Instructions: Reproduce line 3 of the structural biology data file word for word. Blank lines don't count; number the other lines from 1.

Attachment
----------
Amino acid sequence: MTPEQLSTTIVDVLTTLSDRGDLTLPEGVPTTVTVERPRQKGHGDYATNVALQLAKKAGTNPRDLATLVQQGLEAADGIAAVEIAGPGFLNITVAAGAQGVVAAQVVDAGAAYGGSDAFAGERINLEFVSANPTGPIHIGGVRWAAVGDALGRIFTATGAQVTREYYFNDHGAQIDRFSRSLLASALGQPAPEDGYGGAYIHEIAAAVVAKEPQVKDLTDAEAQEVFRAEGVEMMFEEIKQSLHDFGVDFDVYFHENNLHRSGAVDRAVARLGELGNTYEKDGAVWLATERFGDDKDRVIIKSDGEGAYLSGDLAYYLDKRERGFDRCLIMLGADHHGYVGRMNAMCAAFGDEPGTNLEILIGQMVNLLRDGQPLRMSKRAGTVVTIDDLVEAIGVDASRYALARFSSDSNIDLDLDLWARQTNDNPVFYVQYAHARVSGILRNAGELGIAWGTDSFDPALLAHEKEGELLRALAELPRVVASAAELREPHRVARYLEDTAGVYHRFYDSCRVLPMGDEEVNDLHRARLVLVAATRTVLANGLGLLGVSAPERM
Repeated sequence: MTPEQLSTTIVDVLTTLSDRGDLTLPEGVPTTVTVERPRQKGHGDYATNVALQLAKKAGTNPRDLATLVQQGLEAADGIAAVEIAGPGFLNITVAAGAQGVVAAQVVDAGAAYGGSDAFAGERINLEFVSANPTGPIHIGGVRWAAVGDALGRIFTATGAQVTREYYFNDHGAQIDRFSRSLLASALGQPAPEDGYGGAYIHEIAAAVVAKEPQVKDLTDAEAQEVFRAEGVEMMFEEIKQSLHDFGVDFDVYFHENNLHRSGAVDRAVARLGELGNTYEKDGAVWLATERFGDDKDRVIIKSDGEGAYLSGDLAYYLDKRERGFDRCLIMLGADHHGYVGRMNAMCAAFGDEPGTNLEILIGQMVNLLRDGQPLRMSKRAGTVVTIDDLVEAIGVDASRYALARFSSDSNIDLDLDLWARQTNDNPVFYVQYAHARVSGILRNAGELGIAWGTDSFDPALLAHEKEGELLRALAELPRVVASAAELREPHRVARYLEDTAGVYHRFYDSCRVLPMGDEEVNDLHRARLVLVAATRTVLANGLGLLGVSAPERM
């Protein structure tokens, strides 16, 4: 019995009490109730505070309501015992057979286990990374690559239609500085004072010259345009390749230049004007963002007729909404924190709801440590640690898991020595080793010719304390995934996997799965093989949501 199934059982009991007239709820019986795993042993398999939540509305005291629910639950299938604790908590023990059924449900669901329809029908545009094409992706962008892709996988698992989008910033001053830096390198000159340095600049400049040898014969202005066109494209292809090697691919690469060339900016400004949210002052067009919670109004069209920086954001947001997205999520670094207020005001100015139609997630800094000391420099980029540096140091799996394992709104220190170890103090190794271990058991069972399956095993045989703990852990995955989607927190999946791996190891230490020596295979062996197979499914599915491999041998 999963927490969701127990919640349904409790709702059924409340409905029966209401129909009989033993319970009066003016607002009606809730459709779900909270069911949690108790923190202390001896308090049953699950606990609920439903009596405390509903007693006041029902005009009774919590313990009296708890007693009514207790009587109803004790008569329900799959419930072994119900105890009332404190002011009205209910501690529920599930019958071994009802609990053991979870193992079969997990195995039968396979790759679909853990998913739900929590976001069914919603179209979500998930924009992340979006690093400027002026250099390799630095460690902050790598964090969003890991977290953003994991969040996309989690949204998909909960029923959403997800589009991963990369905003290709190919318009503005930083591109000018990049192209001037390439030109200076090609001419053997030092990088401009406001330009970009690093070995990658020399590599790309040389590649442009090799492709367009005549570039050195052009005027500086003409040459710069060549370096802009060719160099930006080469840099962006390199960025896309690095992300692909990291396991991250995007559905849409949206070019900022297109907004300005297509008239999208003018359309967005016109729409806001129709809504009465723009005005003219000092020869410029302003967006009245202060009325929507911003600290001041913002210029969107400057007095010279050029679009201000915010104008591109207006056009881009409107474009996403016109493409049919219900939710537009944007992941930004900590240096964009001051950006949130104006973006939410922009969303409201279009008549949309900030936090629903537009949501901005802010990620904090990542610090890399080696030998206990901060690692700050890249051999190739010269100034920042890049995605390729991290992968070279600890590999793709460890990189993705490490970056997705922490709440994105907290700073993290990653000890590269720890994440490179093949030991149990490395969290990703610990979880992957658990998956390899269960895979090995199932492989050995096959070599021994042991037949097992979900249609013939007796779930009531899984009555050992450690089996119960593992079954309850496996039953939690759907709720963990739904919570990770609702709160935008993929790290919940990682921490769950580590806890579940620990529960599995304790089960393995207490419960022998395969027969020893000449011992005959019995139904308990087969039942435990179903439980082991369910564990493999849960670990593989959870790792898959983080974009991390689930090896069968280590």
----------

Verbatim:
């Protein structure tokens, strides 16, 4: 019995009490109730505070309501015992057979286990990374690559239609500085004072010259345009390749230049004007963002007729909404924190709801440590640690898991020595080793010719304390995934996997799965093989949501 199934059982009991007239709820019986795993042993398999939540509305005291629910639950299938604790908590023990059924449900669901329809029908545009094409992706962008892709996988698992989008910033001053830096390198000159340095600049400049040898014969202005066109494209292809090697691919690469060339900016400004949210002052067009919670109004069209920086954001947001997205999520670094207020005001100015139609997630800094000391420099980029540096140091799996394992709104220190170890103090190794271990058991069972399956095993045989703990852990995955989607927190999946791996190891230490020596295979062996197979499914599915491999041998 999963927490969701127990919640349904409790709702059924409340409905029966209401129909009989033993319970009066003016607002009606809730459709779900909270069911949690108790923190202390001896308090049953699950606990609920439903009596405390509903007693006041029902005009009774919590313990009296708890007693009514207790009587109803004790008569329900799959419930072994119900105890009332404190002011009205209910501690529920599930019958071994009802609990053991979870193992079969997990195995039968396979790759679909853990998913739900929590976001069914919603179209979500998930924009992340979006690093400027002026250099390799630095460690902050790598964090969003890991977290953003994991969040996309989690949204998909909960029923959403997800589009991963990369905003290709190919318009503005930083591109000018990049192209001037390439030109200076090609001419053997030092990088401009406001330009970009690093070995990658020399590599790309040389590649442009090799492709367009005549570039050195052009005027500086003409040459710069060549370096802009060719160099930006080469840099962006390199960025896309690095992300692909990291396991991250995007559905849409949206070019900022297109907004300005297509008239999208003018359309967005016109729409806001129709809504009465723009005005003219000092020869410029302003967006009245202060009325929507911003600290001041913002210029969107400057007095010279050029679009201000915010104008591109207006056009881009409107474009996403016109493409049919219900939710537009944007992941930004900590240096964009001051950006949130104006973006939410922009969303409201279009008549949309900030936090629903537009949501901005802010990620904090990542610090890399080696030998206990901060690692700050890249051999190739010269100034920042890049995605390729991290992968070279600890590999793709460890990189993705490490970056997705922490709440994105907290700073993290990653000890590269720890994440490179093949030991149990490395969290990703610990979880992957658990998956390899269960895979090995199932492989050995096959070599021994042991037949097992979900249609013939007796779930009531899984009555050992450690089996119960593992079954309850496996039953939690759907709720963990739904919570990770609702709160935008993929790290919940990682921490769950580590806890579940620990529960599995304790089960393995207490419960022998395969027969020893000449011992005959019995139904308990087969039942435990179903439980082991369910564990493999849960670990593989959870790792898959983080974009991390689930090896069968280590």